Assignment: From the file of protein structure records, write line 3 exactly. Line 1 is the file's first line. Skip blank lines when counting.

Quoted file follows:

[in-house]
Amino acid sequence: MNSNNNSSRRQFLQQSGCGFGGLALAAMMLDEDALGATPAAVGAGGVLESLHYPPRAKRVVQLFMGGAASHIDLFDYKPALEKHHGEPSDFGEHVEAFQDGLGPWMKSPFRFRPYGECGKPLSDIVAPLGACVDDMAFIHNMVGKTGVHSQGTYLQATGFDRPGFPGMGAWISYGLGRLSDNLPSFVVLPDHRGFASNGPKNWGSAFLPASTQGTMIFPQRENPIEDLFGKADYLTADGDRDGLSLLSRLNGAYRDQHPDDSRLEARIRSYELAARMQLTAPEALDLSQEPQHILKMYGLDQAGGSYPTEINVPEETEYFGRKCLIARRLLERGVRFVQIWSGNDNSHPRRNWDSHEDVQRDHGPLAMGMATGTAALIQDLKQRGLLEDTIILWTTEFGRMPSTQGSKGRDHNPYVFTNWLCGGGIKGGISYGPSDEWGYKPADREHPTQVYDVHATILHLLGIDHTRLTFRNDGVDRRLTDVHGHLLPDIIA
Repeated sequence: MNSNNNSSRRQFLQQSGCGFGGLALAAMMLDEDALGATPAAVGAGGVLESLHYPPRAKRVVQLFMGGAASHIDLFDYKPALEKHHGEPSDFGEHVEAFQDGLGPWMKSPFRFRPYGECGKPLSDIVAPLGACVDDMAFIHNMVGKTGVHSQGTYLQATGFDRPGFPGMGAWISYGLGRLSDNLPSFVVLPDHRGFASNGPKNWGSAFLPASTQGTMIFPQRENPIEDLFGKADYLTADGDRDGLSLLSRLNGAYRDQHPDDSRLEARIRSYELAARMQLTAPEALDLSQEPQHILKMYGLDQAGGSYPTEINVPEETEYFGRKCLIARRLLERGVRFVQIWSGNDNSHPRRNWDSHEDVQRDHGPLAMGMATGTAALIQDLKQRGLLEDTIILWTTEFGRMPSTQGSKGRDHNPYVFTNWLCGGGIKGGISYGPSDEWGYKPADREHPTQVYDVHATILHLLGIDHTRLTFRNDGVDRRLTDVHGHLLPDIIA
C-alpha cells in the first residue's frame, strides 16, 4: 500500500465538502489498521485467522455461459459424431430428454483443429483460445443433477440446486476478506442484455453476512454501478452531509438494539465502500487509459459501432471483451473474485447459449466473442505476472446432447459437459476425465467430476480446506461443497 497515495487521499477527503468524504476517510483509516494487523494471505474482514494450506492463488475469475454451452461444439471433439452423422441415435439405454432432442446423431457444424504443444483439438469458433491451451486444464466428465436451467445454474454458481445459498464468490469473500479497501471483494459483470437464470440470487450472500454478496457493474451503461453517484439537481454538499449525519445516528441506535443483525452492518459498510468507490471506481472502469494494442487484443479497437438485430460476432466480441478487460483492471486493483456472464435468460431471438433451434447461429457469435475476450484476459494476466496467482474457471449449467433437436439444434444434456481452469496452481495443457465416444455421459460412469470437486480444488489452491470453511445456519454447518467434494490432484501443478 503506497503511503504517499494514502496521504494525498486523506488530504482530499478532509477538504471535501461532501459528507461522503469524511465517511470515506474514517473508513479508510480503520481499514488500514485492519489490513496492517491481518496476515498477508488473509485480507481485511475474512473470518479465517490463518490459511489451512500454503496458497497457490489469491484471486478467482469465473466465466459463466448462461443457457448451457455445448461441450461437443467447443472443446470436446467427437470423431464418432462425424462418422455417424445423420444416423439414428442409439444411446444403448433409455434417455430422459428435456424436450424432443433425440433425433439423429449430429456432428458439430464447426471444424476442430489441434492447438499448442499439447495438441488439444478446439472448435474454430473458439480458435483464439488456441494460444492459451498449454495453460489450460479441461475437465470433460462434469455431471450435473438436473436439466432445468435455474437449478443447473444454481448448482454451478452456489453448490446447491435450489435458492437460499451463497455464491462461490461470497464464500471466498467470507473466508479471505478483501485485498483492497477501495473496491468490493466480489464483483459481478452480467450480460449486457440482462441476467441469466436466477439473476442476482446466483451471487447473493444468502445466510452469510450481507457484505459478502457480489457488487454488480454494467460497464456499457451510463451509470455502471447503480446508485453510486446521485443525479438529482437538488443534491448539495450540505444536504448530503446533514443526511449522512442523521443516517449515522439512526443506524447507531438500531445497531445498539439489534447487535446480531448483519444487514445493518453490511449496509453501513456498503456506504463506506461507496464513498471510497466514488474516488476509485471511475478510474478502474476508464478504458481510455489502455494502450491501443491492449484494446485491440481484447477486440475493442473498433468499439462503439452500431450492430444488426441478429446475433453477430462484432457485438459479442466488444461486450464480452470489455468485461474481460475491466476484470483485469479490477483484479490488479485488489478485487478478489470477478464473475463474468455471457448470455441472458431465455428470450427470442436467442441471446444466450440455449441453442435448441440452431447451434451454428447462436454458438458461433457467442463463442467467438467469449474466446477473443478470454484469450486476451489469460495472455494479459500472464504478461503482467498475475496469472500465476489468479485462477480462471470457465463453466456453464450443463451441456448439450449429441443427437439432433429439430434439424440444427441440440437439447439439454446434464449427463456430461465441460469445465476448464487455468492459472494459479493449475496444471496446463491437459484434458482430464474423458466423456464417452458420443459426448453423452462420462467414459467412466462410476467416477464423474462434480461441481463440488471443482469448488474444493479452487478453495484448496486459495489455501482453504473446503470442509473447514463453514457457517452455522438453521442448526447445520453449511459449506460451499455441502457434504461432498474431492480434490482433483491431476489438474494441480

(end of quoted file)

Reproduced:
Repeated sequence: MNSNNNSSRRQFLQQSGCGFGGLALAAMMLDEDALGATPAAVGAGGVLESLHYPPRAKRVVQLFMGGAASHIDLFDYKPALEKHHGEPSDFGEHVEAFQDGLGPWMKSPFRFRPYGECGKPLSDIVAPLGACVDDMAFIHNMVGKTGVHSQGTYLQATGFDRPGFPGMGAWISYGLGRLSDNLPSFVVLPDHRGFASNGPKNWGSAFLPASTQGTMIFPQRENPIEDLFGKADYLTADGDRDGLSLLSRLNGAYRDQHPDDSRLEARIRSYELAARMQLTAPEALDLSQEPQHILKMYGLDQAGGSYPTEINVPEETEYFGRKCLIARRLLERGVRFVQIWSGNDNSHPRRNWDSHEDVQRDHGPLAMGMATGTAALIQDLKQRGLLEDTIILWTTEFGRMPSTQGSKGRDHNPYVFTNWLCGGGIKGGISYGPSDEWGYKPADREHPTQVYDVHATILHLLGIDHTRLTFRNDGVDRRLTDVHGHLLPDIIA